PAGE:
March 25, 2009

Scientists Claim ‘Significant Evidence’ Of Cold Fusion

A U.S. Navy laboratory has produced "significant" evidence of the controversial energy source known as cold fusion, the Associated Press reported.

Researchers are calling it the first clear visual evidence that low-energy nuclear reaction (LENR), or cold fusion devices can produce neutrons capable of nuclear reactions.

Analytical chemist Pamela Mosier-Boss of the U.S. Navy's Space and Naval Warfare Systems Center (SPAWAR) in San Diego, California, called the finding "very significant."

She said it was the first scientific report of the production of highly energetic neutrons from a LENR device.

The annual meeting of the American Chemical Society in Salt Lake City, Utah, presented the study on Monday. Salt Lake City was where Martin Fleishmann and Stanley Pons conducted an infamous presentation on cold fusion in 1989 that caught the world's attention.

However, the Fleishmann-Pons discovery of cold fusion was soon discredited after other scientists were unable to produce the same results.

Experts say cold fusion has the potential to be a cheap, limitless and environmentally clean source of energy should researchers learn to harness it.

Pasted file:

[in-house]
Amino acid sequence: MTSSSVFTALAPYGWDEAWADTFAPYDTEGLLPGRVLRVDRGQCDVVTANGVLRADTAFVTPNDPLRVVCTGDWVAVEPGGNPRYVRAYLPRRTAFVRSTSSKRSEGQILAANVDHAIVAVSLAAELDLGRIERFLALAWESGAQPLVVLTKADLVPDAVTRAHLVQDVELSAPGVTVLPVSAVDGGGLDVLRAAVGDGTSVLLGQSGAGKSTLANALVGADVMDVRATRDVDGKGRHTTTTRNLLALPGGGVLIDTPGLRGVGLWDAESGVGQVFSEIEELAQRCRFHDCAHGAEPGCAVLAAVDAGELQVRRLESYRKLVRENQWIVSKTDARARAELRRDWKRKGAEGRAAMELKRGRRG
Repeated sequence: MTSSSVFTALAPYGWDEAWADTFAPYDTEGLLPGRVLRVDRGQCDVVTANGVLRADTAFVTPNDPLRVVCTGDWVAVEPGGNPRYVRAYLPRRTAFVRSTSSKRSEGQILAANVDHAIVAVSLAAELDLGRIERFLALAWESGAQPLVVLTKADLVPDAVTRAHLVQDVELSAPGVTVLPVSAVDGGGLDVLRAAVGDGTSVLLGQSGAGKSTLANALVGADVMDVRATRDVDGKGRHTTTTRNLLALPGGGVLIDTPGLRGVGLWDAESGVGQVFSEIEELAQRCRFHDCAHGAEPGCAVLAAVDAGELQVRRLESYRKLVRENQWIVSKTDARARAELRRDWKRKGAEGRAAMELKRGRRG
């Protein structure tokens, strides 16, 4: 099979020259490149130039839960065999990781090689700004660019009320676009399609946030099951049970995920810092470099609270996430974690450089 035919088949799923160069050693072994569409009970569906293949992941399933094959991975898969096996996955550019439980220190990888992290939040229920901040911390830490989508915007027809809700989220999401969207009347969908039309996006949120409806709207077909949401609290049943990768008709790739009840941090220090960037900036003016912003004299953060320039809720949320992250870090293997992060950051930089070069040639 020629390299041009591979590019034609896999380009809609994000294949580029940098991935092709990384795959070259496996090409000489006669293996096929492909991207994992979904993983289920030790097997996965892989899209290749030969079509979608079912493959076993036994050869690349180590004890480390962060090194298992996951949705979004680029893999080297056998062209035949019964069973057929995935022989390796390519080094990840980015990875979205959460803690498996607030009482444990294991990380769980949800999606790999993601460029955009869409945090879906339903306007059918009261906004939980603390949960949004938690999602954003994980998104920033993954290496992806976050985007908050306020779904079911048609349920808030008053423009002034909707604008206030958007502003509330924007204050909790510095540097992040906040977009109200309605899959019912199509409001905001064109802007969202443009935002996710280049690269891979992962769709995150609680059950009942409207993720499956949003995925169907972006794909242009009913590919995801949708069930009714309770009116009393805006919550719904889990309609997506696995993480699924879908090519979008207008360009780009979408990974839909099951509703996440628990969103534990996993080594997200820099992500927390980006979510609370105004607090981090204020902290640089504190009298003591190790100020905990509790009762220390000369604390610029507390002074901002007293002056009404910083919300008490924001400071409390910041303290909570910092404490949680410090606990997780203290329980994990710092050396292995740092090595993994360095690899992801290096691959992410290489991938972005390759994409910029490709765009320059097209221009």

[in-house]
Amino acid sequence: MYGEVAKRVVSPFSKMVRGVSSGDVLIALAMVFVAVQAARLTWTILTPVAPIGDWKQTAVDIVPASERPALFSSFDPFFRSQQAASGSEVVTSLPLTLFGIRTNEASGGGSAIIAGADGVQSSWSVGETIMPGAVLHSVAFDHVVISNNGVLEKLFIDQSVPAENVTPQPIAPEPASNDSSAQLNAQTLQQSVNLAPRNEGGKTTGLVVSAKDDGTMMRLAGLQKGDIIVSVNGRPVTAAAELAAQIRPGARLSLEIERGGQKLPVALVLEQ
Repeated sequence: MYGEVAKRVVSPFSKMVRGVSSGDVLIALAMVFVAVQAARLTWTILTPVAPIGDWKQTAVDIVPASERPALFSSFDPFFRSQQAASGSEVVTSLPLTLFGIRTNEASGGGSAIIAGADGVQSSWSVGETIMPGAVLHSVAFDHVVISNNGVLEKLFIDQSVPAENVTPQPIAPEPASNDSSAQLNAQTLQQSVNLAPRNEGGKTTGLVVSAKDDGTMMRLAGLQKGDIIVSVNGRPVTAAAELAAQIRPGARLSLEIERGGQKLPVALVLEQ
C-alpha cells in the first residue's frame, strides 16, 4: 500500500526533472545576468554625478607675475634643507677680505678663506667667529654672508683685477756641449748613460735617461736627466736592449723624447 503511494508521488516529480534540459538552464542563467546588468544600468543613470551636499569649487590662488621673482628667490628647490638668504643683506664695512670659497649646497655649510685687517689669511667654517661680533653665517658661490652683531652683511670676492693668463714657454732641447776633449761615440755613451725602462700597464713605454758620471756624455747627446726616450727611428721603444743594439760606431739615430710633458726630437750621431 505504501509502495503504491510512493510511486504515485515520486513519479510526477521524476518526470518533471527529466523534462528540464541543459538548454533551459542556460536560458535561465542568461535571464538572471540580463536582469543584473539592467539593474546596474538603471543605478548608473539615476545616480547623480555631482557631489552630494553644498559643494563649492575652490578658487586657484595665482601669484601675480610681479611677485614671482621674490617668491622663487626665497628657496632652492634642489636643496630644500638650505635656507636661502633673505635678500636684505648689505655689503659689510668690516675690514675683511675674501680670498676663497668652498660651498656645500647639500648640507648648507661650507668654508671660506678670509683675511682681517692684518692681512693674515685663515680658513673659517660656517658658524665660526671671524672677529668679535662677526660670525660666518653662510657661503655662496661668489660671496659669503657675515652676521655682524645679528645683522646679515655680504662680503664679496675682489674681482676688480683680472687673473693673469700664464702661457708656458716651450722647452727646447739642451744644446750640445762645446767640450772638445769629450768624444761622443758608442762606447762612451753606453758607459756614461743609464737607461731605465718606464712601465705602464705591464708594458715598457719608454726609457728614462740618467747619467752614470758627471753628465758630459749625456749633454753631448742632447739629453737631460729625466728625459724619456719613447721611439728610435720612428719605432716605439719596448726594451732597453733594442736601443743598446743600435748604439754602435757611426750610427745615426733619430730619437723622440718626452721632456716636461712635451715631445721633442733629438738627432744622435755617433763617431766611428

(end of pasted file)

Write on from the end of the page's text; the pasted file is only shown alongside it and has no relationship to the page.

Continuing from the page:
Other experts, like Paul Padley, a physicist at Rice University who reviewed Mosier-Boss's published work, maintain that the study did not provide a plausible explanation of how cold fusion could take place in the conditions described.

Padley said in an interview with the Houston Chronicle: "It fails to provide a theoretical rationale to explain how fusion could occur at room temperatures."

He also said that the research paper fails to exclude other sources for the production of neutrons.

"The whole point of fusion is, you're bringing things of like charge together. As we all know, like things repel, and you have to overcome that repulsion somehow."

Others argue the study's potential for opening up a whole new scientific field.

"The neutrons produced in the experiments may not be caused by fusion but perhaps some new, unknown nuclear process," said Steven Krivit, editor of the New Energy Times and a 20-year authority on cold fusion studies.

"We're talking about a new field of science that's a hybrid between chemistry and physics."


Image Caption: An experimental "cold fusion" device produced this pattern of "triple tracks" (shown at right), which scientists say is caused by high-energy nuclear particles resulting from a nuclear reaction. Credit: Pam Boss, Space and Naval Warfare Systems Center (SPAWAR)


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